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> There is no reason - beside manually managed infrastructure - to not decrease the instance size (number of machines or c3.xlarge to c3.large) if you realize that your EC2 instances are underutilized.

CPU/Memory aren't the only measures of underutilization. If you require high instantaneous bandwidth throughput, then the networking capacity available to your instance roughly increases with the size of your instance. This includes both EBS as well as other Network traffic.

Table with Low/Medium/High: https://aws.amazon.com/ec2/instance-types/#instance-type-mat...

Example benchmark with c3 instances: http://blog.flux7.com/blogs/benchmarks/benchmarking-network-...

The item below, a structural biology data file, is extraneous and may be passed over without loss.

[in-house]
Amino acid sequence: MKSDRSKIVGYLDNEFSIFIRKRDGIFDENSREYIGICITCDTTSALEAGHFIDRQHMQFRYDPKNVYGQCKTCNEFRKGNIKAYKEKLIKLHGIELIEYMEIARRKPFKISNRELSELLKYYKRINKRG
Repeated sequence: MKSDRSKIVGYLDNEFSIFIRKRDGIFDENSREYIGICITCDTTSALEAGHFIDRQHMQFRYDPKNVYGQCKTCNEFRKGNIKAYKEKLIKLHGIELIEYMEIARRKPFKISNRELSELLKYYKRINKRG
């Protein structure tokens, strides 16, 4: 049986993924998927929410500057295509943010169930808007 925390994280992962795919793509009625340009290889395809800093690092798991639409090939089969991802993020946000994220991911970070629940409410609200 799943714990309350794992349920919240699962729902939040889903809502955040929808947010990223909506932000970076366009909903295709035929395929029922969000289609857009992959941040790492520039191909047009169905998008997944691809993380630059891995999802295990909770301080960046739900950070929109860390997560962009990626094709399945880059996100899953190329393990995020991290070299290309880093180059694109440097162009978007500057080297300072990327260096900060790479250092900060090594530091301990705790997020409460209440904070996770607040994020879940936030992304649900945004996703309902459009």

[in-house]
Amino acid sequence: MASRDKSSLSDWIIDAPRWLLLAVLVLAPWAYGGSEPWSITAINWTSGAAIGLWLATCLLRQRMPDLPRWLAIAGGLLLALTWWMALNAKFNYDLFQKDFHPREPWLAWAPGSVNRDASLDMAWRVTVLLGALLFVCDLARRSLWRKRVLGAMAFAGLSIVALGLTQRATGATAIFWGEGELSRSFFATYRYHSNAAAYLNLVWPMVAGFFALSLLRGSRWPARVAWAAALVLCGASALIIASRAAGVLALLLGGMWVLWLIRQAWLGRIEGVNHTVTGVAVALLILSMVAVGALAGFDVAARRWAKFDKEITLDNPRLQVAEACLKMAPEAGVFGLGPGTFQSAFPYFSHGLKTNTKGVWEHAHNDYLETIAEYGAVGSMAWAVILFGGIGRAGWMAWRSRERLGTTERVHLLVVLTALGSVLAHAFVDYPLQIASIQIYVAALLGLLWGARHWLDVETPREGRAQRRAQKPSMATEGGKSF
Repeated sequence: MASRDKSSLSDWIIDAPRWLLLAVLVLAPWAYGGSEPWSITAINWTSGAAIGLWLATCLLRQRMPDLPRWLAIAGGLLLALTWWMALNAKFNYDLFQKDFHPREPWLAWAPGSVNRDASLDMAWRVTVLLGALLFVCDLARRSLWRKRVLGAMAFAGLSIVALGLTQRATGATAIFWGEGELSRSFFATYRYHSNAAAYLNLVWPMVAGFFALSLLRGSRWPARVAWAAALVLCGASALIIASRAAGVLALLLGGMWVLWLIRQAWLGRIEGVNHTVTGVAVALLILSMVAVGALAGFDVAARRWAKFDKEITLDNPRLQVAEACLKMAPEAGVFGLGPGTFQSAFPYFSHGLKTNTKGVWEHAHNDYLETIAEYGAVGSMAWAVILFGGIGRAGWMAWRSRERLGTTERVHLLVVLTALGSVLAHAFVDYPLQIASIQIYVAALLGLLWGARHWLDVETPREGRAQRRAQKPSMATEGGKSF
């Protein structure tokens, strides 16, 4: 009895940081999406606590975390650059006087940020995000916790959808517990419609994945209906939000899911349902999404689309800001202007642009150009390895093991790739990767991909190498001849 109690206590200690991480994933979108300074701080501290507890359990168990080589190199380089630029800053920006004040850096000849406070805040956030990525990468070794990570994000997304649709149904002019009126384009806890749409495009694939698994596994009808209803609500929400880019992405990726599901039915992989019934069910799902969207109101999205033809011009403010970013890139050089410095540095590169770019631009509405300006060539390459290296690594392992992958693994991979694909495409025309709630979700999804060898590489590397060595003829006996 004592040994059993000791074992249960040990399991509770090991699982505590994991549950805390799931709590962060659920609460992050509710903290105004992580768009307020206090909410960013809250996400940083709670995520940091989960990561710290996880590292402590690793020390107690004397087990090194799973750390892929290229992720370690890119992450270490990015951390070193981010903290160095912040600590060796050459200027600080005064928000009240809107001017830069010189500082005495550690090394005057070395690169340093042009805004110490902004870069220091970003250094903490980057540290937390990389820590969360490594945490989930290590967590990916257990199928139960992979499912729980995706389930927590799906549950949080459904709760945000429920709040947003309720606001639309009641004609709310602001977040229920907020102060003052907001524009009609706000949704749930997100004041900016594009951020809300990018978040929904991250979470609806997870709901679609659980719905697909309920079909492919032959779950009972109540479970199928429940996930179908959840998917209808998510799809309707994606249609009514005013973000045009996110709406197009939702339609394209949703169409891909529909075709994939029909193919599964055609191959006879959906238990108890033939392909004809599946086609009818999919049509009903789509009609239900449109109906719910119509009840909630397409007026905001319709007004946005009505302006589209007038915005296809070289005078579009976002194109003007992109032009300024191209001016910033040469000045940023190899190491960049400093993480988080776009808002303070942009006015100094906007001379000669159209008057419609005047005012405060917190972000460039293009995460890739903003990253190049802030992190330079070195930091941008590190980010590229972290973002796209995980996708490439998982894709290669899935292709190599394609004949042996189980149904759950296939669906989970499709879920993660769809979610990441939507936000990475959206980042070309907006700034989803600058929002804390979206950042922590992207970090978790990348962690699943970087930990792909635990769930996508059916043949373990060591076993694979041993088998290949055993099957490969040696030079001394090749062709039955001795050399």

If you're more concerned with just EBS network throughput, check out the table on this page instead: https://docs.aws.amazon.com/AWSEC2/latest/UserGuide/ebs-ec2-...




This is super important - I've run a number of 'oversized' instances just to get better networking. AFAIK none of the cloud providers offer a way to create a 'network' optimized instance, though containerized deployments should help with under utilizing the rest of the instance.


This was a big issue for me too. Google Compute Engine seems to have no throttling like AWS does, or at least it's a much higher cap. On an n1-standard-1 I routinely get 250+ MB/s, and near 1 GB/s for n1-standard-4 and larger. The only high bandwidth AWS instances I've found are the few expensive ones that spec 10 Gbit.


According to this page, you can get ~14Gbit networking on Google Cloud's n1-standard-8

http://googlecloudplatform.blogspot.com/2015/11/bringing-you...




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